Don’t assume that the conditions will be similar to those on the ground nearby. ‘Even if you live in a mild climate, being higher up can expose you to stronger winds,’ says Angela. Some plants that would do fine in gardens on the ground won’t cope with the extra winds higher up. ‘Some trees, for example, take well to that and will grow smaller in a natural bonsai effect. But others will just die.’
And there is another factor – the weight of your balcony garden. ‘It’s a good idea if you can get hold of the structural drawings for your balcony to check what weight per square metre the balcony can hold,’ says Angela. ‘You’d know what load it could take and where the structural supports are, so you can put your heaviest items there.
If there’s no information on this, try to keep things close to load bearing walls, where there is more support. Keep the weight of everything combined (including furniture and people) under 70 kg per square metre. This is the standard weight, and all the balcony gardens on RHS shows have to conform to this.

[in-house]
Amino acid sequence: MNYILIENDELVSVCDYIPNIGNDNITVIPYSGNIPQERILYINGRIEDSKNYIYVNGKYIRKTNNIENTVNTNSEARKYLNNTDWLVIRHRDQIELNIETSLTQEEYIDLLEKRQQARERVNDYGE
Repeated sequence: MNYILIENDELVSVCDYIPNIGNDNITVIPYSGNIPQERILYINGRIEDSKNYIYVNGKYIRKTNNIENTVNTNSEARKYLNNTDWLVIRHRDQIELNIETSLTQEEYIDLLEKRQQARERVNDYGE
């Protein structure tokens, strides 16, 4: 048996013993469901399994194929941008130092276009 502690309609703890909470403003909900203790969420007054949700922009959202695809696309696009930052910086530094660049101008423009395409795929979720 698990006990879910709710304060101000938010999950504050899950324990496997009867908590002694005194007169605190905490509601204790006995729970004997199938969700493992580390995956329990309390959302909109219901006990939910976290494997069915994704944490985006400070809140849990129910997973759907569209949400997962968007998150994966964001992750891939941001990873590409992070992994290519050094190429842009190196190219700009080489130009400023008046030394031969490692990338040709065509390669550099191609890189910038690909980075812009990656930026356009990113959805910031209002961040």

Decide what you’ll use your balcony for
Is your balcony garden a place to sit with a friend? Or do you want to grow food? Create an outdoor room? It’s important to decide this before you buy or design anything.
Angela and Alison were fascinated by the way that birds use the infrastructure of the urban environment as much as humans do. So they created their show garden balcony ‘for both birds and humans’, says Angela. It’s focused on the Eurasian Jay and was called Jay Day, but the principles would work for all birds.
You could also use your balcony for growing edible plants, as the Cirrus Garden did, create it as a private space for meditation and reflection (the Blue Garden) or as a workspace (The Potting Garden.)